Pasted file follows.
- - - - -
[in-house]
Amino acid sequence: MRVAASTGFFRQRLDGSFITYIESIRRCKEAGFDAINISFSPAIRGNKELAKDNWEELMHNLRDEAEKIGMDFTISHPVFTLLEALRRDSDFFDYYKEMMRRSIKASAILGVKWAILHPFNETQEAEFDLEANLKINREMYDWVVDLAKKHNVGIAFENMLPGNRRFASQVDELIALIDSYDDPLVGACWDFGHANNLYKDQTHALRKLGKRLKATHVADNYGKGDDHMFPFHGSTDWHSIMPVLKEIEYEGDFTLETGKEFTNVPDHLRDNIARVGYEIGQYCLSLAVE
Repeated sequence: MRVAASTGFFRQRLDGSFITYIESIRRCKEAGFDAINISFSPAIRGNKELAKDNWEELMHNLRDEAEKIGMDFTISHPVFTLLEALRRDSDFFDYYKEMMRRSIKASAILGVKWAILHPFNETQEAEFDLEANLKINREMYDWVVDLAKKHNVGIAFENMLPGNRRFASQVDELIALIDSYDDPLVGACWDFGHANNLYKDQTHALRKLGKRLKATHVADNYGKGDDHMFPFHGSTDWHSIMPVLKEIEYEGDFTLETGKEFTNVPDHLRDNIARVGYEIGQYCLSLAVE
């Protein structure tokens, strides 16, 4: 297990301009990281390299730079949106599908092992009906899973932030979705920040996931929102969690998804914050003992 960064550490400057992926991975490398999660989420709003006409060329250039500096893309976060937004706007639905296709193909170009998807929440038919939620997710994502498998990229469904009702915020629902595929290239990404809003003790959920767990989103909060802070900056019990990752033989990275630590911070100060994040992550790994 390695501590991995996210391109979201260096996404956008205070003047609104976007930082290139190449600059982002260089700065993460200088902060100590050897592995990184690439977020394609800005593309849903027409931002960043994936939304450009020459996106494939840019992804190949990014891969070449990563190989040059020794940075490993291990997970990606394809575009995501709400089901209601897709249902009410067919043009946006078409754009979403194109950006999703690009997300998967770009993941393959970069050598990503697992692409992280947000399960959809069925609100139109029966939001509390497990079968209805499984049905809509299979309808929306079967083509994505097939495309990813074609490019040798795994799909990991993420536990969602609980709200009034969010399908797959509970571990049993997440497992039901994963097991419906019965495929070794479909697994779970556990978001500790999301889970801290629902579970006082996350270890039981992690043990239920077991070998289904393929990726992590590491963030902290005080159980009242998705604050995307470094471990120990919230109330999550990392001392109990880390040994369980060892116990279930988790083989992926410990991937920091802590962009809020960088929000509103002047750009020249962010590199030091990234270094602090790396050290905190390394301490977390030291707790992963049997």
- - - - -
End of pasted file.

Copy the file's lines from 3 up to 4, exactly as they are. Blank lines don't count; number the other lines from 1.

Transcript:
Repeated sequence: MRVAASTGFFRQRLDGSFITYIESIRRCKEAGFDAINISFSPAIRGNKELAKDNWEELMHNLRDEAEKIGMDFTISHPVFTLLEALRRDSDFFDYYKEMMRRSIKASAILGVKWAILHPFNETQEAEFDLEANLKINREMYDWVVDLAKKHNVGIAFENMLPGNRRFASQVDELIALIDSYDDPLVGACWDFGHANNLYKDQTHALRKLGKRLKATHVADNYGKGDDHMFPFHGSTDWHSIMPVLKEIEYEGDFTLETGKEFTNVPDHLRDNIARVGYEIGQYCLSLAVE
């Protein structure tokens, strides 16, 4: 297990301009990281390299730079949106599908092992009906899973932030979705920040996931929102969690998804914050003992 960064550490400057992926991975490398999660989420709003006409060329250039500096893309976060937004706007639905296709193909170009998807929440038919939620997710994502498998990229469904009702915020629902595929290239990404809003003790959920767990989103909060802070900056019990990752033989990275630590911070100060994040992550790994 390695501590991995996210391109979201260096996404956008205070003047609104976007930082290139190449600059982002260089700065993460200088902060100590050897592995990184690439977020394609800005593309849903027409931002960043994936939304450009020459996106494939840019992804190949990014891969070449990563190989040059020794940075490993291990997970990606394809575009995501709400089901209601897709249902009410067919043009946006078409754009979403194109950006999703690009997300998967770009993941393959970069050598990503697992692409992280947000399960959809069925609100139109029966939001509390497990079968209805499984049905809509299979309808929306079967083509994505097939495309990813074609490019040798795994799909990991993420536990969602609980709200009034969010399908797959509970571990049993997440497992039901994963097991419906019965495929070794479909697994779970556990978001500790999301889970801290629902579970006082996350270890039981992690043990239920077991070998289904393929990726992590590491963030902290005080159980009242998705604050995307470094471990120990919230109330999550990392001392109990880390040994369980060892116990279930988790083989992926410990991937920091802590962009809020960088929000509103002047750009020249962010590199030091990234270094602090790396050290905190390394301490977390030291707790992963049997």